Could Volkswagen be on the verge of bringing the Tanoak pickup truck to production? They’ve debuted it, dropped not-so-subtle hints that they could produce it, and then, at this weekend’s Monterey Car Week festivities, they tossed us the keys to their priceless, one-of-one concept.
The hotly contested truck segment has been haunting Volkswagen’s dreams, so much that it has inspired the German carmaker to seriously explore the feasibility of mass producing the unibody Tanoak at their Chattanooga facility. The pickup segment is a strong one, with 2.8 million pickup trucks finding new owners in 2017 — though most of those trucks feature frame-on-body, not unibody, construction. But while the struggling-in-the-U.S. Volkswagen brand is unlikely to impact the sprawling segment, even a small slice of that pie would constitute a significant sales bump for VW.
The dual-cab five-seater, with its short-bed configuration, comes in 11 inches longer than the Atlas; not surprising, since Tanoak was named after a species of tree that grows to 135 feet high. Cargo capacity is a claimed 1,000 kg (or around 2,200 pounds), and towing capacity is estimated at 7,000 pounds.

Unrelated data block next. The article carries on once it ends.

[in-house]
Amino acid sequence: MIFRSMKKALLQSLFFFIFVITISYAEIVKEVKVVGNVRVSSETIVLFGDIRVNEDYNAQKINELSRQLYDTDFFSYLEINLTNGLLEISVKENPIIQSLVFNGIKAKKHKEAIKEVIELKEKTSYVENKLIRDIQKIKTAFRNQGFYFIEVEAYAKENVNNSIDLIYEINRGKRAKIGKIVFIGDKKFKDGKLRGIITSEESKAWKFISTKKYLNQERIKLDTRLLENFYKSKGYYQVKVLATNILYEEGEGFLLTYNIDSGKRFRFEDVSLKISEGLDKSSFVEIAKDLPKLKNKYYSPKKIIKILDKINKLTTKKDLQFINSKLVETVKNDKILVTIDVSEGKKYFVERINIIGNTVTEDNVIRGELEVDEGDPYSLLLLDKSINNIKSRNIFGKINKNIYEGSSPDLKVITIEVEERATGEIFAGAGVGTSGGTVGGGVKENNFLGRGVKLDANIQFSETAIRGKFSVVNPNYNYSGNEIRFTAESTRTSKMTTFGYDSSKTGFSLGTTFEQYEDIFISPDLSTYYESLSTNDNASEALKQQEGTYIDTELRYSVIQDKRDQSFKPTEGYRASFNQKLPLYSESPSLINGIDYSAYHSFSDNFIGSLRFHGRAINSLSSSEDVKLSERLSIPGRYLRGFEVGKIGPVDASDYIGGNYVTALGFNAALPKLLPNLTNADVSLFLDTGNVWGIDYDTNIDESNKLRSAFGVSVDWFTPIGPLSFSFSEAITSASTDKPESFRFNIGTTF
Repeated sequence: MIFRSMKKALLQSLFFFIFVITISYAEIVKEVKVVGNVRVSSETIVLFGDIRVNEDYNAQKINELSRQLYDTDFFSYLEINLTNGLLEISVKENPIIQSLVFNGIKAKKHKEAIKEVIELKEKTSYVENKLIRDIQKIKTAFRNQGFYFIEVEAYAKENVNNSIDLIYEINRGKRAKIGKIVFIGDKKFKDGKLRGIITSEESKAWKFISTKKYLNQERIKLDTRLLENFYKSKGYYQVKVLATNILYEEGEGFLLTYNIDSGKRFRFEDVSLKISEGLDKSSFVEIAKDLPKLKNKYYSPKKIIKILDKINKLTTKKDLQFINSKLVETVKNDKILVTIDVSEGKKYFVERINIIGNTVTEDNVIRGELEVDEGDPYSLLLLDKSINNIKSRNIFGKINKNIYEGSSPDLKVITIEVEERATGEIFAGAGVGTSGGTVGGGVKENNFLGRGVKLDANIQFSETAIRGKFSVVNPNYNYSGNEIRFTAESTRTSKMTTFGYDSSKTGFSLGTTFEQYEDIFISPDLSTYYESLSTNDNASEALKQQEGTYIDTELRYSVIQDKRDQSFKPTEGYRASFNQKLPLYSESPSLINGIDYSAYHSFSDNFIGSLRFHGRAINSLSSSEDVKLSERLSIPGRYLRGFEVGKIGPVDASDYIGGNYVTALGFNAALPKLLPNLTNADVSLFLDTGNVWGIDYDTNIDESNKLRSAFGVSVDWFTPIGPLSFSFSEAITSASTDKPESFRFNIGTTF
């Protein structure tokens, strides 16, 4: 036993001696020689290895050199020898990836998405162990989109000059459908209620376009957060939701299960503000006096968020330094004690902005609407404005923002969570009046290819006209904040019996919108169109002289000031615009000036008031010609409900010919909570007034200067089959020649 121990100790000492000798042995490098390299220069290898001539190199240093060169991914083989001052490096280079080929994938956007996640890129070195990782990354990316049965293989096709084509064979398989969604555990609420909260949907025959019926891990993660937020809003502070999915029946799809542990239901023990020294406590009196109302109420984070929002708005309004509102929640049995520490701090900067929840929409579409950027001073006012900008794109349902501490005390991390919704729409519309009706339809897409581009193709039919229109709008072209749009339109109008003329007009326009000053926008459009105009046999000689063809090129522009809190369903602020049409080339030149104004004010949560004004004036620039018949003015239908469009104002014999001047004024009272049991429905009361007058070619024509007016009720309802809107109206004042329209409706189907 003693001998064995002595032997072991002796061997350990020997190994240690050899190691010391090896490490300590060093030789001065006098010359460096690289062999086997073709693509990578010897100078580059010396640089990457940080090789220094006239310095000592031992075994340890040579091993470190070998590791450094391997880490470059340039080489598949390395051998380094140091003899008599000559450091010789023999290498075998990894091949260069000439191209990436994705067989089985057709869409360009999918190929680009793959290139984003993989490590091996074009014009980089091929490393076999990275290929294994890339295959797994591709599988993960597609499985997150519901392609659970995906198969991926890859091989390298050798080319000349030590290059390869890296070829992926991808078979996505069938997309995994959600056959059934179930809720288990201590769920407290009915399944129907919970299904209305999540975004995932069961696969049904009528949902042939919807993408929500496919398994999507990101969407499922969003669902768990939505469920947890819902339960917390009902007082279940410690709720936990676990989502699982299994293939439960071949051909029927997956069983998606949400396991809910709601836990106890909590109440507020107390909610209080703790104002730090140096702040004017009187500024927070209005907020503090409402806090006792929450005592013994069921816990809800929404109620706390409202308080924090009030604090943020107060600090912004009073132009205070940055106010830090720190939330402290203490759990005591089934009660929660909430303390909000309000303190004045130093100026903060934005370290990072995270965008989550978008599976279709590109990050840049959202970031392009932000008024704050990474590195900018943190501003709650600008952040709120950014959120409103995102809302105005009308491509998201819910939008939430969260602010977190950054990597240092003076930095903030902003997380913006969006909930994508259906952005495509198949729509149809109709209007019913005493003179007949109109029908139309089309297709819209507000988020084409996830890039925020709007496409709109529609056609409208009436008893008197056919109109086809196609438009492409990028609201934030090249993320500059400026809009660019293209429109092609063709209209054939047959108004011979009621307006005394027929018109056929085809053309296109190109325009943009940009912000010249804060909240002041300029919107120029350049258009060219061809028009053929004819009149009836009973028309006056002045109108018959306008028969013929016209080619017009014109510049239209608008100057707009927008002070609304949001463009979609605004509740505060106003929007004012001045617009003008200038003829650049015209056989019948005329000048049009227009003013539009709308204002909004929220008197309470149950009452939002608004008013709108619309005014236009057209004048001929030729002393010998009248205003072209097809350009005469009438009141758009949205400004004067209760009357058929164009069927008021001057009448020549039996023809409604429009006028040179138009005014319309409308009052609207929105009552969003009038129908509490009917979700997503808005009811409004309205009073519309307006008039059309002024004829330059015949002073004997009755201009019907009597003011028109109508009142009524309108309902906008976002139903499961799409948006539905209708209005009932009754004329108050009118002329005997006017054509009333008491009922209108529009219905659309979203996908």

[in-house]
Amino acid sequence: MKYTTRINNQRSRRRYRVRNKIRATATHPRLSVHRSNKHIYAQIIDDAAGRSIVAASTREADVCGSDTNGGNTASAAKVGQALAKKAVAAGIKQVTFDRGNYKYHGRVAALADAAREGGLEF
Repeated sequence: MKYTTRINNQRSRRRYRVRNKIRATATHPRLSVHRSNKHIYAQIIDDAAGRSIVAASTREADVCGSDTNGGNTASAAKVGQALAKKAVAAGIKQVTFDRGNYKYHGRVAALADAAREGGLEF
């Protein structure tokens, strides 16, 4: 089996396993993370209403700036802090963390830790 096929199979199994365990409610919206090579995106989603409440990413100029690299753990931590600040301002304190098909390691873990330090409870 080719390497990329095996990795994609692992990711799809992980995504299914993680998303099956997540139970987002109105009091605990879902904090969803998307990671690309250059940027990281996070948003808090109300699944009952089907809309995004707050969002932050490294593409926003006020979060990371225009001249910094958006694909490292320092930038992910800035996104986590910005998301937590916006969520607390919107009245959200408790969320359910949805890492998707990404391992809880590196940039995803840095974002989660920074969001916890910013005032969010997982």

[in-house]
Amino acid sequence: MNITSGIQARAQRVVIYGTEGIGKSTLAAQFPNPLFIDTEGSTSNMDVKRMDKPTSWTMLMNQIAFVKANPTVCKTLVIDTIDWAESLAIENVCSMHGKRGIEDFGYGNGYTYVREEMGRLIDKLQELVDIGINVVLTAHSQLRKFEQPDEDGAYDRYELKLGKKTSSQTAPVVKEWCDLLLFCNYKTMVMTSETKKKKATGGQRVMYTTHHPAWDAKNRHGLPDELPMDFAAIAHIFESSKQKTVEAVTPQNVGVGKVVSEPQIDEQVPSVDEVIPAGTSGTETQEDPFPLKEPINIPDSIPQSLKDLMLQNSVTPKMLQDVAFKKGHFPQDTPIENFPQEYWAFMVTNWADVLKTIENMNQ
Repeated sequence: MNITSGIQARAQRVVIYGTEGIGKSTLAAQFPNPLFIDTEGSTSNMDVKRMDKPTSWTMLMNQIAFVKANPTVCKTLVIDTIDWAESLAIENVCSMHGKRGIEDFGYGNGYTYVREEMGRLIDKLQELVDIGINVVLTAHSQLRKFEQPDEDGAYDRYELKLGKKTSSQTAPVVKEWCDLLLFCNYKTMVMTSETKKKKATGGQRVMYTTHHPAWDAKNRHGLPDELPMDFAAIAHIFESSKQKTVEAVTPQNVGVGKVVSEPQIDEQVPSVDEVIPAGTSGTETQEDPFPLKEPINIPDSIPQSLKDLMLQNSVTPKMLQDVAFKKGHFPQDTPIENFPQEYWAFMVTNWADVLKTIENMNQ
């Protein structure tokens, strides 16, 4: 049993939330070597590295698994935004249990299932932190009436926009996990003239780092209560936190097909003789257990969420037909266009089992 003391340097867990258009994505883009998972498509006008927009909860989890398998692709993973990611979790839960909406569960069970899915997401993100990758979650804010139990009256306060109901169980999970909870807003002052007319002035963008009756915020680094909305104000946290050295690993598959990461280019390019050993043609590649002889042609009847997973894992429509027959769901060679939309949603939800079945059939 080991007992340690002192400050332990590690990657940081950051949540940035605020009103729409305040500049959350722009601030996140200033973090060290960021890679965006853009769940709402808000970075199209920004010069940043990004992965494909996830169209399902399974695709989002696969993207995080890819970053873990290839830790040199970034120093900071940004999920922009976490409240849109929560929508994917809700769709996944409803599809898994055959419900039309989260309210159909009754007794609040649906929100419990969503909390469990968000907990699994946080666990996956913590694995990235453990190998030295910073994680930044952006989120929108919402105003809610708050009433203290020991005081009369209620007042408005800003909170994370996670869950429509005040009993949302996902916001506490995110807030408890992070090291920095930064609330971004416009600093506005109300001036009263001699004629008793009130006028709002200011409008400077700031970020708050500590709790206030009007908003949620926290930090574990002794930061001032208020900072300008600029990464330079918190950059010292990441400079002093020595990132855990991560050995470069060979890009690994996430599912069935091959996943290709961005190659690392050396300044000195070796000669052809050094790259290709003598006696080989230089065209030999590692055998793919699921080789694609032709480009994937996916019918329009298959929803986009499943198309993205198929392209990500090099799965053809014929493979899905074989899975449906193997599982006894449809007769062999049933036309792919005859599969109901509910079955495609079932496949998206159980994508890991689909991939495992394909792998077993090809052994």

Does America need another pickup truck? My time with the Tanoak concept wasn’t necessarily about answering that question, though one incident did shed some light about what could make or break the success of this theoretical truck. When pulled over for some photos, a Tacoma driver stopped and hopped out of his well-worn truck, excitedly asking questions about my borrowed steed. What was it, what was under the hood, and when is it coming?
VW spokesperson Martin Hube suggests that, if given the green light, the Tanoak could be produced in as little as two years. But more crucial than the feasibility question is whether Volkswagen’s theoretical production truck will look as dazzling as the concept; the world might not need another truck, but it certainly will want one if it’s as visually striking as this tantalizingly tangible concept.